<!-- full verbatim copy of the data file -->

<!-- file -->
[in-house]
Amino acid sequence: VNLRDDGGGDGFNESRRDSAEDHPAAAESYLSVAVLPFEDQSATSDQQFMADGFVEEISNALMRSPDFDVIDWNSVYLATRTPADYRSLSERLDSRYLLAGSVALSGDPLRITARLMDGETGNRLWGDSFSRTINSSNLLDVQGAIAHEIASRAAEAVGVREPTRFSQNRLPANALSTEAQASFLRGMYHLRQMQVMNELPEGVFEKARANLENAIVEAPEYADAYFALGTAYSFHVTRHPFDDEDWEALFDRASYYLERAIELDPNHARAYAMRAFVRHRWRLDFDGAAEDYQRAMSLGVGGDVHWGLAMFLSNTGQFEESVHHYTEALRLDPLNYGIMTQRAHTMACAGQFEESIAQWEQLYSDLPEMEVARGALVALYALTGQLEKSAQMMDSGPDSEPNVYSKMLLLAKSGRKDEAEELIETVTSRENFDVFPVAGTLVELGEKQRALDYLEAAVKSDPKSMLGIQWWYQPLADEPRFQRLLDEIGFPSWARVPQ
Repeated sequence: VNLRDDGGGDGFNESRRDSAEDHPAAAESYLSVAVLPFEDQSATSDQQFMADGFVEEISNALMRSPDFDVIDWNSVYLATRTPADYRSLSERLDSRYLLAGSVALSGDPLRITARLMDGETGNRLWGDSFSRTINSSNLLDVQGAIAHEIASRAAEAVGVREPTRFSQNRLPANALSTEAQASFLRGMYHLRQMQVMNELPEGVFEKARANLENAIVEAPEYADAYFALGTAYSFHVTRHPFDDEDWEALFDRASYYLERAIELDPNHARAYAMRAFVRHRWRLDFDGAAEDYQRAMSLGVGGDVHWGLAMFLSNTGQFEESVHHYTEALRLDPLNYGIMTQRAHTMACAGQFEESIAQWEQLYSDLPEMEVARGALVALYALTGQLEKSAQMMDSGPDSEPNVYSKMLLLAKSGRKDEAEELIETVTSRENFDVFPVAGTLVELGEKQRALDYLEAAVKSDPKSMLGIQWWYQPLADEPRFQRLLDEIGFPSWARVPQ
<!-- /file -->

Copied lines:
[in-house]
Amino acid sequence: VNLRDDGGGDGFNESRRDSAEDHPAAAESYLSVAVLPFEDQSATSDQQFMADGFVEEISNALMRSPDFDVIDWNSVYLATRTPADYRSLSERLDSRYLLAGSVALSGDPLRITARLMDGETGNRLWGDSFSRTINSSNLLDVQGAIAHEIASRAAEAVGVREPTRFSQNRLPANALSTEAQASFLRGMYHLRQMQVMNELPEGVFEKARANLENAIVEAPEYADAYFALGTAYSFHVTRHPFDDEDWEALFDRASYYLERAIELDPNHARAYAMRAFVRHRWRLDFDGAAEDYQRAMSLGVGGDVHWGLAMFLSNTGQFEESVHHYTEALRLDPLNYGIMTQRAHTMACAGQFEESIAQWEQLYSDLPEMEVARGALVALYALTGQLEKSAQMMDSGPDSEPNVYSKMLLLAKSGRKDEAEELIETVTSRENFDVFPVAGTLVELGEKQRALDYLEAAVKSDPKSMLGIQWWYQPLADEPRFQRLLDEIGFPSWARVPQ
Repeated sequence: VNLRDDGGGDGFNESRRDSAEDHPAAAESYLSVAVLPFEDQSATSDQQFMADGFVEEISNALMRSPDFDVIDWNSVYLATRTPADYRSLSERLDSRYLLAGSVALSGDPLRITARLMDGETGNRLWGDSFSRTINSSNLLDVQGAIAHEIASRAAEAVGVREPTRFSQNRLPANALSTEAQASFLRGMYHLRQMQVMNELPEGVFEKARANLENAIVEAPEYADAYFALGTAYSFHVTRHPFDDEDWEALFDRASYYLERAIELDPNHARAYAMRAFVRHRWRLDFDGAAEDYQRAMSLGVGGDVHWGLAMFLSNTGQFEESVHHYTEALRLDPLNYGIMTQRAHTMACAGQFEESIAQWEQLYSDLPEMEVARGALVALYALTGQLEKSAQMMDSGPDSEPNVYSKMLLLAKSGRKDEAEELIETVTSRENFDVFPVAGTLVELGEKQRALDYLEAAVKSDPKSMLGIQWWYQPLADEPRFQRLLDEIGFPSWARVPQ